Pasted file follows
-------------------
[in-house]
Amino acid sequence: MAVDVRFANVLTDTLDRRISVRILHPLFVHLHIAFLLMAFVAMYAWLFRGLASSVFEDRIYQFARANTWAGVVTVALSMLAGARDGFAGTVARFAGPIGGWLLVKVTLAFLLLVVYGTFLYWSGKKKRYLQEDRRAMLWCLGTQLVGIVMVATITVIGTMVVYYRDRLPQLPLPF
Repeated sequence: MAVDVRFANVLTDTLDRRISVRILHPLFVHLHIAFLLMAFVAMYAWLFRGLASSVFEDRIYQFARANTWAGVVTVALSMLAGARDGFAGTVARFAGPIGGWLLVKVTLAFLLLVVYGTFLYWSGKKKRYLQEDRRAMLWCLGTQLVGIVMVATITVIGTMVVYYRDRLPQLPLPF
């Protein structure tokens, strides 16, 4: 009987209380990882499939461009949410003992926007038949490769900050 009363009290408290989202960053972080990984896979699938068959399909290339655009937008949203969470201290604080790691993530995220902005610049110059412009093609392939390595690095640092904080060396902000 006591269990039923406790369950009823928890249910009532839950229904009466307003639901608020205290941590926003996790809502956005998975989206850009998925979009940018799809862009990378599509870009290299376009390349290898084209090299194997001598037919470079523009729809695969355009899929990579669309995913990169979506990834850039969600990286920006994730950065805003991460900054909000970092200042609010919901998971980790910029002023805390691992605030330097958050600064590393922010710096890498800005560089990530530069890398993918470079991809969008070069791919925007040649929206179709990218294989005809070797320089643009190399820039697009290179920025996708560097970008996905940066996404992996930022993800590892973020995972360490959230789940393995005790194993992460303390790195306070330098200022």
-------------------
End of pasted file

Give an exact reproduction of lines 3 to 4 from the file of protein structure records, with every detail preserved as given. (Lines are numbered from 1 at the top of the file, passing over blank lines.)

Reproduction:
Repeated sequence: MAVDVRFANVLTDTLDRRISVRILHPLFVHLHIAFLLMAFVAMYAWLFRGLASSVFEDRIYQFARANTWAGVVTVALSMLAGARDGFAGTVARFAGPIGGWLLVKVTLAFLLLVVYGTFLYWSGKKKRYLQEDRRAMLWCLGTQLVGIVMVATITVIGTMVVYYRDRLPQLPLPF
């Protein structure tokens, strides 16, 4: 009987209380990882499939461009949410003992926007038949490769900050 009363009290408290989202960053972080990984896979699938068959399909290339655009937008949203969470201290604080790691993530995220902005610049110059412009093609392939390595690095640092904080060396902000 006591269990039923406790369950009823928890249910009532839950229904009466307003639901608020205290941590926003996790809502956005998975989206850009998925979009940018799809862009990378599509870009290299376009390349290898084209090299194997001598037919470079523009729809695969355009899929990579669309995913990169979506990834850039969600990286920006994730950065805003991460900054909000970092200042609010919901998971980790910029002023805390691992605030330097958050600064590393922010710096890498800005560089990530530069890398993918470079991809969008070069791919925007040649929206179709990218294989005809070797320089643009190399820039697009290179920025996708560097970008996905940066996404992996930022993800590892973020995972360490959230789940393995005790194993992460303390790195306070330098200022």